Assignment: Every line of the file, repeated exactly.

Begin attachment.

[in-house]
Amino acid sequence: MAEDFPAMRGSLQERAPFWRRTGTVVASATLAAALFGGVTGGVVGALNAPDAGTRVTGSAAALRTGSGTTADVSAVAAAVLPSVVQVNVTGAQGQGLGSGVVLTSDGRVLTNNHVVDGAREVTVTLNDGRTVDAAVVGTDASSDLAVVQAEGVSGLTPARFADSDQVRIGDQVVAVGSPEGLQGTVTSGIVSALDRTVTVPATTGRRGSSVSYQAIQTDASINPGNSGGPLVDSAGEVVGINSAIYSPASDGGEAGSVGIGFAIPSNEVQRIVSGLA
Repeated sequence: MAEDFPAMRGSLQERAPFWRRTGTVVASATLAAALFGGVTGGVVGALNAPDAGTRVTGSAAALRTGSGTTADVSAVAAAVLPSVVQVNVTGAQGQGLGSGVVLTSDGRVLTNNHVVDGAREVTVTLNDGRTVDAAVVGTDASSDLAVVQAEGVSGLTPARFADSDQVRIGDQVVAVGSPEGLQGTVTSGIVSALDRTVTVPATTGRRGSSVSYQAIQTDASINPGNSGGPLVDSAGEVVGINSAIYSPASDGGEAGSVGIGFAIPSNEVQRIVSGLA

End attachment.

[in-house]
Amino acid sequence: MAEDFPAMRGSLQERAPFWRRTGTVVASATLAAALFGGVTGGVVGALNAPDAGTRVTGSAAALRTGSGTTADVSAVAAAVLPSVVQVNVTGAQGQGLGSGVVLTSDGRVLTNNHVVDGAREVTVTLNDGRTVDAAVVGTDASSDLAVVQAEGVSGLTPARFADSDQVRIGDQVVAVGSPEGLQGTVTSGIVSALDRTVTVPATTGRRGSSVSYQAIQTDASINPGNSGGPLVDSAGEVVGINSAIYSPASDGGEAGSVGIGFAIPSNEVQRIVSGLA
Repeated sequence: MAEDFPAMRGSLQERAPFWRRTGTVVASATLAAALFGGVTGGVVGALNAPDAGTRVTGSAAALRTGSGTTADVSAVAAAVLPSVVQVNVTGAQGQGLGSGVVLTSDGRVLTNNHVVDGAREVTVTLNDGRTVDAAVVGTDASSDLAVVQAEGVSGLTPARFADSDQVRIGDQVVAVGSPEGLQGTVTSGIVSALDRTVTVPATTGRRGSSVSYQAIQTDASINPGNSGGPLVDSAGEVVGINSAIYSPASDGGEAGSVGIGFAIPSNEVQRIVSGLA